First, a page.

[Outlook]Getting in touch with femininity

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[Outlook]Getting in touch with femininity

Dan Kindlon, a professor of child psychology at Harvard University, termed the expression, “Alpha girls,” to refer to women who do better than men in their career. As Alpha is the first letter in the Greek alphabet, Alpha girls mean women who come first in whatever they do.
As many Alpha girls advance in their chosen sectors, many women leaders have risen in the political field as well. These women have broken through prejudice against women in a male-dominated world to become leaders in their countries. Here are some Alpha girls from the political arena.
Chancellor Angela Merkel of Germany, 53, entered office in 2005. Michelle Bachelet, 56, became president of Chile in 2006.
Ireland also had a woman president, Mary McAleese, 56, in 1997. Gloria Arroyo, 60, became the president of the Philippines in 2001.
In Latvia, Vira Vike-Freiberga, 70, assumed the presidency in 1999. Liberia also saw a woman president, Ellen Johnson-Sirleaf, 68, in 2006.
Tarja Halonen, 64, became the president of Finland in 2000. In Jamaica, Portia Simpson Miller, 62, became the prime minister in 2006.
Helen Clark, 57, the prime minister of New Zealand, entered office in 1999.
Mozambique also has a woman prime minister, Luisa Diogo, 49, who entered office in 2004.
The prime minister of Bangladesh is also a woman, Khaleda Zia, 62. She began her second successive term in office in 2001.
In the United States, Nancy Pelosi became the first woman speaker of the House and Senator Hillary Rodham Clinton has announced a run for the presidency, saying “I’m in to win.”
In France, the Socialist Party presidential candidate is a woman, Segolene Royal.
Meanwhile, in South American countries, women have taken the positions of defense minister. Vivianne Blanlot is the defense minister of Chile. Uruguay’s defense minister is Azucena Berruti. In Argentina, Nilda Garre is the top military official.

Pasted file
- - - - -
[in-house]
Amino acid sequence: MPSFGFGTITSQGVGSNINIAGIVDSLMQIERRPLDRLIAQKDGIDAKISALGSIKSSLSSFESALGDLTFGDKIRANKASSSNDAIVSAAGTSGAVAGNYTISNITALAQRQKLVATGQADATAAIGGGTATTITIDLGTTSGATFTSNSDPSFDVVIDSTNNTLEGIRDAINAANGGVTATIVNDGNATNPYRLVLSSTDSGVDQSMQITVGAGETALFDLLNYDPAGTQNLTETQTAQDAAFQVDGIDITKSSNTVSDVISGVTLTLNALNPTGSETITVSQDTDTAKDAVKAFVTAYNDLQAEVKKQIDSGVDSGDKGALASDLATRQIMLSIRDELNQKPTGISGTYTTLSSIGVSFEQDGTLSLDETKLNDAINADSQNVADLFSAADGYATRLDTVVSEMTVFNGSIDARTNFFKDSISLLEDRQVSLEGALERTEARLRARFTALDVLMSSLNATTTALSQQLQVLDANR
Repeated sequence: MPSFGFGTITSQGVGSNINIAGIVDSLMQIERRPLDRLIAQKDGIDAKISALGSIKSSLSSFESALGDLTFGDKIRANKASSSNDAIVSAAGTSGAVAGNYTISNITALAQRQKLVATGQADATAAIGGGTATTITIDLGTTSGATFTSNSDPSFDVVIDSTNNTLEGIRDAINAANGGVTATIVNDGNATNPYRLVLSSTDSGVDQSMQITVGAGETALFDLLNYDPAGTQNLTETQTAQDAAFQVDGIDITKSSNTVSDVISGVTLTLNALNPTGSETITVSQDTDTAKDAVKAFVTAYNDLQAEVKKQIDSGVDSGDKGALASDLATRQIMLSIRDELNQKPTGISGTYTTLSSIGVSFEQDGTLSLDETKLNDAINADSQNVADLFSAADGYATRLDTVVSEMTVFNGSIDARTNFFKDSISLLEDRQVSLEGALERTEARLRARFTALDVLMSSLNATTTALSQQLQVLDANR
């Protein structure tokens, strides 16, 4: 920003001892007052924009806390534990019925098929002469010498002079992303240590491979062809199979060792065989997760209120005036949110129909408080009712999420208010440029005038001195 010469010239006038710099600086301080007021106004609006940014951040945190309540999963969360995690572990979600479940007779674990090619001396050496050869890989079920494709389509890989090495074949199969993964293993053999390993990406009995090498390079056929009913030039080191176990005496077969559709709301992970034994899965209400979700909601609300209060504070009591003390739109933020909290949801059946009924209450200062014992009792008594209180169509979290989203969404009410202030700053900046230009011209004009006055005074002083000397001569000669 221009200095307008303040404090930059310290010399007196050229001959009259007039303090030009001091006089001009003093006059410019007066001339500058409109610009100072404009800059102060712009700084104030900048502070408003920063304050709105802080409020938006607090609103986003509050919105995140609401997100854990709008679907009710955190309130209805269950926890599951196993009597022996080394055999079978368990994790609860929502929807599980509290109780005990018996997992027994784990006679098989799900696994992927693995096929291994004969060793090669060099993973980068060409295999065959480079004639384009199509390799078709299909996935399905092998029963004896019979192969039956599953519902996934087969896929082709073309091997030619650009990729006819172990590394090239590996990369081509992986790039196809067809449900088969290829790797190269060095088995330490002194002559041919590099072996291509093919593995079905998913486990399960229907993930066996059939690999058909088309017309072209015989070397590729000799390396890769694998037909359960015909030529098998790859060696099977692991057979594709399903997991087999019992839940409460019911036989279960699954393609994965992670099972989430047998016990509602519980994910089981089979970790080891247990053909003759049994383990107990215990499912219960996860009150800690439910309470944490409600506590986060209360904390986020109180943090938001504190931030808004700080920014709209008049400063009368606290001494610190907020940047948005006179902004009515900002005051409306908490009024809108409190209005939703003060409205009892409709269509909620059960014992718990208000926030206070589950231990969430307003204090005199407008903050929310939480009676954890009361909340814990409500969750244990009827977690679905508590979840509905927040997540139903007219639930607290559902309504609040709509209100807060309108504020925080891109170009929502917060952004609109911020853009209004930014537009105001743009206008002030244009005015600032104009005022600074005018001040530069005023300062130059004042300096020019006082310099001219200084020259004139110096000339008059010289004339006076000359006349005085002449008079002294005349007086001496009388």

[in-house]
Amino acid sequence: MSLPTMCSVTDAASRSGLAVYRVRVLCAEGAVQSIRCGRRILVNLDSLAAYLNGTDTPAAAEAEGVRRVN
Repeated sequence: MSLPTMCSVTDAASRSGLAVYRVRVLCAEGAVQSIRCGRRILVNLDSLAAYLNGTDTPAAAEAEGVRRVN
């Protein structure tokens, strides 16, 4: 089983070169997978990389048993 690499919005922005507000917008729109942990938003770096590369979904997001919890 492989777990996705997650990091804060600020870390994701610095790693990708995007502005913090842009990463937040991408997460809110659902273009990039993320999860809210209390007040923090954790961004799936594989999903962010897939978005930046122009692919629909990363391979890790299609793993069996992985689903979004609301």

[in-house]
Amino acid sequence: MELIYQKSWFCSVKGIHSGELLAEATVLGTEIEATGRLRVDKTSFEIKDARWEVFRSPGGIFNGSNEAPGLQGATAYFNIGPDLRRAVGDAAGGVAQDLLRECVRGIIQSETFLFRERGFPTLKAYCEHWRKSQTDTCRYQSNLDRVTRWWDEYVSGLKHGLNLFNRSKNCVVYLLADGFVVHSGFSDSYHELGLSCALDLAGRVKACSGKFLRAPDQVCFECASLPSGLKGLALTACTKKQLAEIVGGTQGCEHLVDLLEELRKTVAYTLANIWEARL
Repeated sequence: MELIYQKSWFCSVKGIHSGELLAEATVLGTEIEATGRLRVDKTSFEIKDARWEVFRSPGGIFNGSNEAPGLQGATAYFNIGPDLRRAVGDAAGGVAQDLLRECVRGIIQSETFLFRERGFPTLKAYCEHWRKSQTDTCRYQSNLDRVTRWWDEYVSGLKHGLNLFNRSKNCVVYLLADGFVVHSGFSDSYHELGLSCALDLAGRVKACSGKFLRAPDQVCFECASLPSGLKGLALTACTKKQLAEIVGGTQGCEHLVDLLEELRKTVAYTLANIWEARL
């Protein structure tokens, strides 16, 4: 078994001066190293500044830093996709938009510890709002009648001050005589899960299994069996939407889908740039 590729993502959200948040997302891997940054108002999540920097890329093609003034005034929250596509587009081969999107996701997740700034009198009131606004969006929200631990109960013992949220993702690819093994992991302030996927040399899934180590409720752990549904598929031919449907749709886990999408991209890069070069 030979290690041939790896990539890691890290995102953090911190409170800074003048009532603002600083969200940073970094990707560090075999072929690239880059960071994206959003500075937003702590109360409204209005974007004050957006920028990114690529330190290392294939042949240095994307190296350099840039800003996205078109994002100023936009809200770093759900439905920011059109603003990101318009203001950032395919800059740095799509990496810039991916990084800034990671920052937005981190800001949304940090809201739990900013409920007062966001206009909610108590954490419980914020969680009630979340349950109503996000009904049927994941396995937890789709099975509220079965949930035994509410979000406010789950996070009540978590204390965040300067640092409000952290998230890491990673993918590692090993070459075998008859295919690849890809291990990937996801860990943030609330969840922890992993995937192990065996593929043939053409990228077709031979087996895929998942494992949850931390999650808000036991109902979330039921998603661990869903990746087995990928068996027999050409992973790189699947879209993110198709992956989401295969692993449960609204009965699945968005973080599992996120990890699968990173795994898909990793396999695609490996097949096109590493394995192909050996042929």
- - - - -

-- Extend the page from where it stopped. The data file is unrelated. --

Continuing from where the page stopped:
In the past, military coups used to take place frequently in this region. But now, women are employed as defense ministers. This demonstrates a transformation in our time, a change from stiffness to softness.
In Korea, the era of Alpha girls and women’s leadership is just beginning. For instance, in schools girl students have long been on top in terms of performance. In national exams for senior government posts, women have done impressively well.
Among the 90 people who passed the national bar exam, completed a mandatory two-year training course this year and were appointed to serve as judges this year, 58 people, almost 65 percent, are women.
If performances in school or tests are the criteria to elect a president, it looks highly likely that a woman will become president of Korea.
School performances or scores in tests are not the only areas where women stand out. In days past, male students dominated the position of class president in elementary, junior high and high schools. But that is no longer the case.
The same is true in universities. In many clubs, usually a man was the president and a woman was vice president. That rule has been broken a long time ago. Instead, a woman student serves as the head and a man takes a lower position.
Women no longer stay behind men in terms of performance and leadership. They are surpassing men at an alarming speed. In fact, we have already produced a woman prime minister, and a woman presidential candidate is doing well.
However, in the business sector, the advancement of women has been relatively slow. On the rare occasions when a woman becomes an executive it is so unusual that she is thrust into the spotlight.
However, there is promising news here as well. Posco, Korea’s steel company, has produced its first female factory manager in the 39 years of the company’s existence.
Alpha girls will advance and more women will assume leadership at an increasing speed as time goes by.
There is one thing that such Alpha girls have to remember as they march forward. Their task is not the reproduction of a stiff and rigid civilization but the realization of the power of softness.
Something soft and flexible wins over something hard and rough. I hope that the power of softness, of femininity, will make the world more beautiful and more prosperous.

by Chung Jin-hong
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